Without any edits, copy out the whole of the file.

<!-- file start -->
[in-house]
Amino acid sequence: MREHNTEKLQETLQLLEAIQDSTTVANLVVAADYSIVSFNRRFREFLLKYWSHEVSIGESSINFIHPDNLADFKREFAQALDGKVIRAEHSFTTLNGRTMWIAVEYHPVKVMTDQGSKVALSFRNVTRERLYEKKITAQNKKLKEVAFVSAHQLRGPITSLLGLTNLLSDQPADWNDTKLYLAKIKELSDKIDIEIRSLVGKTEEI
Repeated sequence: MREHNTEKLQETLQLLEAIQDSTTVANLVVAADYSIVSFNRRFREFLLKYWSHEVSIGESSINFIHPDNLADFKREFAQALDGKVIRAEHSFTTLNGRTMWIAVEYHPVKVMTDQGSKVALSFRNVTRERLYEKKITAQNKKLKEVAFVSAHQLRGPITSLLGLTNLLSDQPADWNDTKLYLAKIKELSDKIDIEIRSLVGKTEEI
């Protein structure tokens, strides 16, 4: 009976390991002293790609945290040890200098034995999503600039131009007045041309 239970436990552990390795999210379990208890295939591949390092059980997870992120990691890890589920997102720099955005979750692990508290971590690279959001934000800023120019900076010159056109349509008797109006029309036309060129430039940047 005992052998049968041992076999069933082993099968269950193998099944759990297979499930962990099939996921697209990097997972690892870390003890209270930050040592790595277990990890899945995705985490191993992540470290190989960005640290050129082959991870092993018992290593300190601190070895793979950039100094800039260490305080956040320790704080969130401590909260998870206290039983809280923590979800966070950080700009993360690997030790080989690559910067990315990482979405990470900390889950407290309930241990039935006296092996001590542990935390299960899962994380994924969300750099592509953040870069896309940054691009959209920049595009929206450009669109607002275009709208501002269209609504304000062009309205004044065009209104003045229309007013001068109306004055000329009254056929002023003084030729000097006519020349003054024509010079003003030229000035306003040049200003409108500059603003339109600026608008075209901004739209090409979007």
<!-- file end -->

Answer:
[in-house]
Amino acid sequence: MREHNTEKLQETLQLLEAIQDSTTVANLVVAADYSIVSFNRRFREFLLKYWSHEVSIGESSINFIHPDNLADFKREFAQALDGKVIRAEHSFTTLNGRTMWIAVEYHPVKVMTDQGSKVALSFRNVTRERLYEKKITAQNKKLKEVAFVSAHQLRGPITSLLGLTNLLSDQPADWNDTKLYLAKIKELSDKIDIEIRSLVGKTEEI
Repeated sequence: MREHNTEKLQETLQLLEAIQDSTTVANLVVAADYSIVSFNRRFREFLLKYWSHEVSIGESSINFIHPDNLADFKREFAQALDGKVIRAEHSFTTLNGRTMWIAVEYHPVKVMTDQGSKVALSFRNVTRERLYEKKITAQNKKLKEVAFVSAHQLRGPITSLLGLTNLLSDQPADWNDTKLYLAKIKELSDKIDIEIRSLVGKTEEI
């Protein structure tokens, strides 16, 4: 009976390991002293790609945290040890200098034995999503600039131009007045041309 239970436990552990390795999210379990208890295939591949390092059980997870992120990691890890589920997102720099955005979750692990508290971590690279959001934000800023120019900076010159056109349509008797109006029309036309060129430039940047 005992052998049968041992076999069933082993099968269950193998099944759990297979499930962990099939996921697209990097997972690892870390003890209270930050040592790595277990990890899945995705985490191993992540470290190989960005640290050129082959991870092993018992290593300190601190070895793979950039100094800039260490305080956040320790704080969130401590909260998870206290039983809280923590979800966070950080700009993360690997030790080989690559910067990315990482979405990470900390889950407290309930241990039935006296092996001590542990935390299960899962994380994924969300750099592509953040870069896309940054691009959209920049595009929206450009669109607002275009709208501002269209609504304000062009309205004044065009209104003045229309007013001068109306004055000329009254056929002023003084030729000097006519020349003054024509010079003003030229000035306003040049200003409108500059603003339109600026608008075209901004739209090409979007």